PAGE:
Bigscreen Beta, a free and popular VR app available on Steam – which has support for HTC Vive, Oculus Rift, and Windows Mixed Reality – is like a hangout and more. It has more than 500,00 users and allows those users to make their avatars, chat in the lobby, hang out, make private rooms, watch movies together in an amphitheater-style cinema, collaborate on projects, and more. With an NSF-funded Virtual Reality Security & Forensics project, University of New Haven researchers Ibrahim Baggili, Peter Casey and Martin Vondráček totally pwned it thanks to security vulnerabilities in the Bigscreen game development platform.
Conventional wisdom in IT security has long taught us that zero-day exploits are rare and that we need to be far more concerned with non-zero-days, which make up the vast majority of attacks. This paradigm was challenged recently by Microsoft security researcher Matt Miller in an awesome presentation he did on the evolution of Microsoft Windows exploits and defenses for Microsoft’s last Blue Hat event on February 7.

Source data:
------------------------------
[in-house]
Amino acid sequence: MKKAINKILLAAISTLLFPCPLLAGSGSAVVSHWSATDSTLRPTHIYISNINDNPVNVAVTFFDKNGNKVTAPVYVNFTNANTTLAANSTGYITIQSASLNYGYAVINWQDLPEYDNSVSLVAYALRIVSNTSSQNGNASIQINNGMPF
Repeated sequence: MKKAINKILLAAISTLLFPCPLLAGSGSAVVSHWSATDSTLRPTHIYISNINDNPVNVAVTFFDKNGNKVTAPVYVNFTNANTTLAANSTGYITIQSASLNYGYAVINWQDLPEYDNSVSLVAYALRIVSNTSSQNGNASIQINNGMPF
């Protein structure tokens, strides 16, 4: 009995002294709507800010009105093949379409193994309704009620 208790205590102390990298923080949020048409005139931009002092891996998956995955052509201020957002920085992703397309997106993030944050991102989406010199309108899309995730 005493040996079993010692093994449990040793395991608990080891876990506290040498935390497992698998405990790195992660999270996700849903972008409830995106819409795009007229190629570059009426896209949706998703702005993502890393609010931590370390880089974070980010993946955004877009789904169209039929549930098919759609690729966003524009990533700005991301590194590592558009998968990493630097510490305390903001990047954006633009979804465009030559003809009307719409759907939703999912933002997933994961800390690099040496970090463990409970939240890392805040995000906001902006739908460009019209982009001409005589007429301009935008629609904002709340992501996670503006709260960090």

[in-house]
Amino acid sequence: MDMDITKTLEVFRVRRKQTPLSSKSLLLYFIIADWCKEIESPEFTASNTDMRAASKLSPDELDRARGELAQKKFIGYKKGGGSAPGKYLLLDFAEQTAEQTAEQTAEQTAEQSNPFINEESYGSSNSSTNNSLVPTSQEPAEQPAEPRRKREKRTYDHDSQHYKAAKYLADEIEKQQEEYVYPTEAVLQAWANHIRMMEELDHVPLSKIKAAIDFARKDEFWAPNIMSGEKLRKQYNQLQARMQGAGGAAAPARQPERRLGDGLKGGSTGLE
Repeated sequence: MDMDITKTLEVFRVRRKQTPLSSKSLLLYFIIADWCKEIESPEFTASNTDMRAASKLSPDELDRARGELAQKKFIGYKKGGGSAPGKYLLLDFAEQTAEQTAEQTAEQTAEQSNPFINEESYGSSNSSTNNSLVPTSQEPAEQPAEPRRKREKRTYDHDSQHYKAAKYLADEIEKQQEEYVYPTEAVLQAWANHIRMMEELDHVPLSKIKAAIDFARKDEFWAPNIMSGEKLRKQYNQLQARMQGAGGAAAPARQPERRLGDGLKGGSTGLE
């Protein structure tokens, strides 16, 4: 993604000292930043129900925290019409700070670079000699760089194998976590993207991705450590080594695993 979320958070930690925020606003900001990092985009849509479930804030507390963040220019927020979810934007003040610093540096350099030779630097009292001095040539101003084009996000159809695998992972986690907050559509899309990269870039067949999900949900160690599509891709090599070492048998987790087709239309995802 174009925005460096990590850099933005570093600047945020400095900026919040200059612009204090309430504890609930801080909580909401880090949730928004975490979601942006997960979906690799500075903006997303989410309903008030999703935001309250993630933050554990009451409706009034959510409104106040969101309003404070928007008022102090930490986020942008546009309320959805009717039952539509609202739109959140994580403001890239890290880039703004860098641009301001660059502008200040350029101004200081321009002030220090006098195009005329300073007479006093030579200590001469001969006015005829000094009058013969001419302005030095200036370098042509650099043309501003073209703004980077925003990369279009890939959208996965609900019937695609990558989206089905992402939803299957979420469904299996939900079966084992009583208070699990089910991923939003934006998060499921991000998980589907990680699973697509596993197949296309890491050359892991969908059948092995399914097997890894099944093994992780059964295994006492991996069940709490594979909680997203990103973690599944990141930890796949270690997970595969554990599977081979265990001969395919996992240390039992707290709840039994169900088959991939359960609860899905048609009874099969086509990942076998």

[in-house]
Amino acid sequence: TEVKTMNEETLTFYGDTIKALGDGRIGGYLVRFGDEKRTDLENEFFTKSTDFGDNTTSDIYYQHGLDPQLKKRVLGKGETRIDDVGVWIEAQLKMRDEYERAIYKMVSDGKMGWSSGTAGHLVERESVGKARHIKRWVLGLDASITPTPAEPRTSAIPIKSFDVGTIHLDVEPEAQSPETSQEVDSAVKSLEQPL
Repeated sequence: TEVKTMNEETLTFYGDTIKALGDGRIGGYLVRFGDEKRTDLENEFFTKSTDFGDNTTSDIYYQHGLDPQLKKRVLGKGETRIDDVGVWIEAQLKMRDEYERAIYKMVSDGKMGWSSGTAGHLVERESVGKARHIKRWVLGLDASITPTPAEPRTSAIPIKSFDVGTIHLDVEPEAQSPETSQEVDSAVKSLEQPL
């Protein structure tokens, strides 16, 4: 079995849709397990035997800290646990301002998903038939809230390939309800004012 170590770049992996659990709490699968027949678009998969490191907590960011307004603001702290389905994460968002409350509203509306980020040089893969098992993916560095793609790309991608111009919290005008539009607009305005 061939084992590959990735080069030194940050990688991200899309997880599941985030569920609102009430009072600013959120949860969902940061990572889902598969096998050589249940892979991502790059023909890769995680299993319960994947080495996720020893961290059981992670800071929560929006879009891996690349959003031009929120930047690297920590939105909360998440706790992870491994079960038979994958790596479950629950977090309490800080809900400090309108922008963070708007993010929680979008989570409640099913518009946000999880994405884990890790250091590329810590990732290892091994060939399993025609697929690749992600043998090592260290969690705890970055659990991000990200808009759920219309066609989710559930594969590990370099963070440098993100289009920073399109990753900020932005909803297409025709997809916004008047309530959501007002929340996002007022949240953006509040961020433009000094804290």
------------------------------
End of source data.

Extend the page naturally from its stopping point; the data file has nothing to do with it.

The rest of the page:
New digital threats that could topple business, government, military and political institutions is moving cybersecurity to the top of the congressional agenda. The newly seated 116th Congress has so far seen 30 bills introduced in the House of Representatives and seven bills introduced in the Senate that directly deal with cybersecurity issues. That does not include other pieces of legislation that have at least some provisions that deal with information and digital security.
A key problem in grappling with such a complex issue as cybersecurity in Congress — and in Washington in general — is the diffused responsibility spawned by the wide-ranging, interconnected nature of the topic. Representative Jim Langevin (D-RI), a member of the Armed Services and Homeland Security Committees, and one of the founders of the Congressional Cybersecurity Caucus, flagged this stumbling block at the 2019 State of the Net conference in January by calling for consolidation in Congress over cybersecurity.
Companies have been adding internet of things (IoT) devices to their networks over the past few years, often increasing their exposure on the internet. This has led to a rise in botnets that specialize in exploiting insecure configurations and vulnerabilities to take control of network-attached storage boxes, surveillance cameras, digital video records and more recently, video conferencing systems.